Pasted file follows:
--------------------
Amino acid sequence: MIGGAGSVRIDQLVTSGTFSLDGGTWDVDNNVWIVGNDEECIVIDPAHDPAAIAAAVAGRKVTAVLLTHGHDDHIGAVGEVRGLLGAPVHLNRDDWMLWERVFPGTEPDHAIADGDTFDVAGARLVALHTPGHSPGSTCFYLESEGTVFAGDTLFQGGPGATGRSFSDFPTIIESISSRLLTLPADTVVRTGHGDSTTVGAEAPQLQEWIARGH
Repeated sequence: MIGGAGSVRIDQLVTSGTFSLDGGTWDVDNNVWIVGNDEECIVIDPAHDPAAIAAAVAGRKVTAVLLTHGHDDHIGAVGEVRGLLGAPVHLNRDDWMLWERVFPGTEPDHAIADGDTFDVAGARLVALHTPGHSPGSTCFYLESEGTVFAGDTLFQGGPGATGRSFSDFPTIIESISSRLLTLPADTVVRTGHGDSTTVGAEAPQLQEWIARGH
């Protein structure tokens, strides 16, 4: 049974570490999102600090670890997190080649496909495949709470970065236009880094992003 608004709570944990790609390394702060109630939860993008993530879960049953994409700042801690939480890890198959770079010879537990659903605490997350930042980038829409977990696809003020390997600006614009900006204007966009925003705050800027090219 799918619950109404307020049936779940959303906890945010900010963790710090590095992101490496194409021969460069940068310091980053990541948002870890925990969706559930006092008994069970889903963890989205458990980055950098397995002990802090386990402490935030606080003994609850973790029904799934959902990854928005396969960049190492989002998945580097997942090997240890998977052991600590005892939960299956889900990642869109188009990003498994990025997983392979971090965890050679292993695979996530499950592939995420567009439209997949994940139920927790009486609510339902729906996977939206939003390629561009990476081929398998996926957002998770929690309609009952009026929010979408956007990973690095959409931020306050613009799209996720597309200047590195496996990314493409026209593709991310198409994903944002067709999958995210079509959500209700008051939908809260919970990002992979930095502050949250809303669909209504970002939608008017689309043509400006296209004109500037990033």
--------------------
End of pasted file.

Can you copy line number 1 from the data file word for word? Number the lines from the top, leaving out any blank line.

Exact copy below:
Amino acid sequence: MIGGAGSVRIDQLVTSGTFSLDGGTWDVDNNVWIVGNDEECIVIDPAHDPAAIAAAVAGRKVTAVLLTHGHDDHIGAVGEVRGLLGAPVHLNRDDWMLWERVFPGTEPDHAIADGDTFDVAGARLVALHTPGHSPGSTCFYLESEGTVFAGDTLFQGGPGATGRSFSDFPTIIESISSRLLTLPADTVVRTGHGDSTTVGAEAPQLQEWIARGH